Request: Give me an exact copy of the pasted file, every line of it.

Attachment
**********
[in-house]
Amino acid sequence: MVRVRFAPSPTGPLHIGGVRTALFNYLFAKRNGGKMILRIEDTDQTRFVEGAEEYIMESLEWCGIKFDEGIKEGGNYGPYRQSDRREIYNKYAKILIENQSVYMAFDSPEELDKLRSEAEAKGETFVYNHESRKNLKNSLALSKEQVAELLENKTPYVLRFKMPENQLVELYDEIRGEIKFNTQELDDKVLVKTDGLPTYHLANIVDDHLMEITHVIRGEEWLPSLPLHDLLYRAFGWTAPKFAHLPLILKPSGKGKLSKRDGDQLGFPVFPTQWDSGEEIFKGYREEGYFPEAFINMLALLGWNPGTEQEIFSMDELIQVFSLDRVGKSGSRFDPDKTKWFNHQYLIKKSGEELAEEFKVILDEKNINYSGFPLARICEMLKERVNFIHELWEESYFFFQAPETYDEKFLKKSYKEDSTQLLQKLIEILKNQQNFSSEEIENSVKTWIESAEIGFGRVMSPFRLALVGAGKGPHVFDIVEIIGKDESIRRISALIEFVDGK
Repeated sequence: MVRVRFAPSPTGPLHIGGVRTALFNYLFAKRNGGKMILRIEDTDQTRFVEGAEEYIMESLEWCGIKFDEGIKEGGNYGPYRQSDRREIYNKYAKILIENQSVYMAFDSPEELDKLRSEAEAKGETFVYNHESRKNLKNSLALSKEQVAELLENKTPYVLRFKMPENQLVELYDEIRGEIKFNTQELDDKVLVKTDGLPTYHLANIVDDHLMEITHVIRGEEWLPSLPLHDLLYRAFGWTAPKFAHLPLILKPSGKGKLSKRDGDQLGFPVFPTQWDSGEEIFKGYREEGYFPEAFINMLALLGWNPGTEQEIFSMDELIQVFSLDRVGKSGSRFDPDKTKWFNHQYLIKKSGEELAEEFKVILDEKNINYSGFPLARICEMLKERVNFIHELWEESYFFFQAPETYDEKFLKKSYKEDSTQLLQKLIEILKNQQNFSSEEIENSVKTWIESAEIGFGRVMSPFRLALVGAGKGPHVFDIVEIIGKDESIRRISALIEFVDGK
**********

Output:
[in-house]
Amino acid sequence: MVRVRFAPSPTGPLHIGGVRTALFNYLFAKRNGGKMILRIEDTDQTRFVEGAEEYIMESLEWCGIKFDEGIKEGGNYGPYRQSDRREIYNKYAKILIENQSVYMAFDSPEELDKLRSEAEAKGETFVYNHESRKNLKNSLALSKEQVAELLENKTPYVLRFKMPENQLVELYDEIRGEIKFNTQELDDKVLVKTDGLPTYHLANIVDDHLMEITHVIRGEEWLPSLPLHDLLYRAFGWTAPKFAHLPLILKPSGKGKLSKRDGDQLGFPVFPTQWDSGEEIFKGYREEGYFPEAFINMLALLGWNPGTEQEIFSMDELIQVFSLDRVGKSGSRFDPDKTKWFNHQYLIKKSGEELAEEFKVILDEKNINYSGFPLARICEMLKERVNFIHELWEESYFFFQAPETYDEKFLKKSYKEDSTQLLQKLIEILKNQQNFSSEEIENSVKTWIESAEIGFGRVMSPFRLALVGAGKGPHVFDIVEIIGKDESIRRISALIEFVDGK
Repeated sequence: MVRVRFAPSPTGPLHIGGVRTALFNYLFAKRNGGKMILRIEDTDQTRFVEGAEEYIMESLEWCGIKFDEGIKEGGNYGPYRQSDRREIYNKYAKILIENQSVYMAFDSPEELDKLRSEAEAKGETFVYNHESRKNLKNSLALSKEQVAELLENKTPYVLRFKMPENQLVELYDEIRGEIKFNTQELDDKVLVKTDGLPTYHLANIVDDHLMEITHVIRGEEWLPSLPLHDLLYRAFGWTAPKFAHLPLILKPSGKGKLSKRDGDQLGFPVFPTQWDSGEEIFKGYREEGYFPEAFINMLALLGWNPGTEQEIFSMDELIQVFSLDRVGKSGSRFDPDKTKWFNHQYLIKKSGEELAEEFKVILDEKNINYSGFPLARICEMLKERVNFIHELWEESYFFFQAPETYDEKFLKKSYKEDSTQLLQKLIEILKNQQNFSSEEIENSVKTWIESAEIGFGRVMSPFRLALVGAGKGPHVFDIVEIIGKDESIRRISALIEFVDGK